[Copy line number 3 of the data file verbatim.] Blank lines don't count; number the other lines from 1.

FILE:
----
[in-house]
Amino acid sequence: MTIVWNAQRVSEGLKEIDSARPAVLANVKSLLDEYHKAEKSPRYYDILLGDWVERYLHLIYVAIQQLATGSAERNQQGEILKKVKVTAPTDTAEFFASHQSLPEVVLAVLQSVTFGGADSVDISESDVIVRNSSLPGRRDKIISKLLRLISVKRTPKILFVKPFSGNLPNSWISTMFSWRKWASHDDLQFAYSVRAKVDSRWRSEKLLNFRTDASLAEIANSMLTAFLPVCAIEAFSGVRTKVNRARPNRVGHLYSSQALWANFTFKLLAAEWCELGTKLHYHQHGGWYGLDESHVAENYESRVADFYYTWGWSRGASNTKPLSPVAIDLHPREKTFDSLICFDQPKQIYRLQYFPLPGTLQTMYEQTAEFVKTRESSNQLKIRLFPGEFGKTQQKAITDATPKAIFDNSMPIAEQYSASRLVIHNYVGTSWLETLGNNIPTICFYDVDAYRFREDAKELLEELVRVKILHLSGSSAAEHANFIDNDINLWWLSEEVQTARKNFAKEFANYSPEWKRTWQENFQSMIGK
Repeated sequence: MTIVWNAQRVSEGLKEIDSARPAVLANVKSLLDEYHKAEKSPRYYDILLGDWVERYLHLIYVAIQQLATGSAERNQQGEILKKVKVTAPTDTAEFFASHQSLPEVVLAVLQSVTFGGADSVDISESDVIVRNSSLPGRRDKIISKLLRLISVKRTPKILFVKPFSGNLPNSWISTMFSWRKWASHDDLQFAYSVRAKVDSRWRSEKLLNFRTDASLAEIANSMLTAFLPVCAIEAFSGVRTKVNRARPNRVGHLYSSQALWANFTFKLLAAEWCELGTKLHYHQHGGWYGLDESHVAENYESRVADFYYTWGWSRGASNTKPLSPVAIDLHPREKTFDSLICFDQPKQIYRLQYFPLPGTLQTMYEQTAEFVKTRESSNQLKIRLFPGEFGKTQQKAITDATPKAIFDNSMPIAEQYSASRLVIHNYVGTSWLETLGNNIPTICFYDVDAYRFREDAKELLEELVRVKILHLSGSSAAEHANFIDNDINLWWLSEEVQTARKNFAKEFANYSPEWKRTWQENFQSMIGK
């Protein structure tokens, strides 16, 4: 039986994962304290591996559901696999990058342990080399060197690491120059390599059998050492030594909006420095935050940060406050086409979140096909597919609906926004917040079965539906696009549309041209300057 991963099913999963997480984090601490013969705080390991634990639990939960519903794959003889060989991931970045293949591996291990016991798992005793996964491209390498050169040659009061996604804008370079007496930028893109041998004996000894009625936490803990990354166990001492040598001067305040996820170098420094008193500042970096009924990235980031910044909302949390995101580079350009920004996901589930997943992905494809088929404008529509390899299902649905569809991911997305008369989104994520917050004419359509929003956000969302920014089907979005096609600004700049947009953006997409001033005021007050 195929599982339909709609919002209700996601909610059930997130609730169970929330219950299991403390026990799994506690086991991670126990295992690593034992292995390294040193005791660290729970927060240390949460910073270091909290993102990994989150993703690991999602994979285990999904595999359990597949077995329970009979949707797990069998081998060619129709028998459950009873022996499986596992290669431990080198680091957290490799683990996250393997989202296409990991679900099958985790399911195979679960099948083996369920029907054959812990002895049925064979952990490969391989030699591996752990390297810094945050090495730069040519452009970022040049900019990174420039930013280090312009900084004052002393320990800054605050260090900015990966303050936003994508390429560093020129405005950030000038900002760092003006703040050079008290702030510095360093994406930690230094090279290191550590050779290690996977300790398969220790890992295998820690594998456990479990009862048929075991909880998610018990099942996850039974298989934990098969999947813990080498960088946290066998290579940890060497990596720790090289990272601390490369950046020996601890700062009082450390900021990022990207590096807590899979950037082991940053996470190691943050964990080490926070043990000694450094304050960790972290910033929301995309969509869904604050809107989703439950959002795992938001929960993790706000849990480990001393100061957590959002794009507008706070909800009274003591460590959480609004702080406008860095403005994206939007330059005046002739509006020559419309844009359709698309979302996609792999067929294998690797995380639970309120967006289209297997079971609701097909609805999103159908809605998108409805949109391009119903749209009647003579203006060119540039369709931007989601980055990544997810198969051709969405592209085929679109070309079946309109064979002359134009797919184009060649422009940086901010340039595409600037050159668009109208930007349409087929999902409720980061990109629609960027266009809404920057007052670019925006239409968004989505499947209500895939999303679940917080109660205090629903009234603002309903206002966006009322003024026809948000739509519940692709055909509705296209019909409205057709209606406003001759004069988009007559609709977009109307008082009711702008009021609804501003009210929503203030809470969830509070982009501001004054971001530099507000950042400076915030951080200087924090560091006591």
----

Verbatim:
Repeated sequence: MTIVWNAQRVSEGLKEIDSARPAVLANVKSLLDEYHKAEKSPRYYDILLGDWVERYLHLIYVAIQQLATGSAERNQQGEILKKVKVTAPTDTAEFFASHQSLPEVVLAVLQSVTFGGADSVDISESDVIVRNSSLPGRRDKIISKLLRLISVKRTPKILFVKPFSGNLPNSWISTMFSWRKWASHDDLQFAYSVRAKVDSRWRSEKLLNFRTDASLAEIANSMLTAFLPVCAIEAFSGVRTKVNRARPNRVGHLYSSQALWANFTFKLLAAEWCELGTKLHYHQHGGWYGLDESHVAENYESRVADFYYTWGWSRGASNTKPLSPVAIDLHPREKTFDSLICFDQPKQIYRLQYFPLPGTLQTMYEQTAEFVKTRESSNQLKIRLFPGEFGKTQQKAITDATPKAIFDNSMPIAEQYSASRLVIHNYVGTSWLETLGNNIPTICFYDVDAYRFREDAKELLEELVRVKILHLSGSSAAEHANFIDNDINLWWLSEEVQTARKNFAKEFANYSPEWKRTWQENFQSMIGK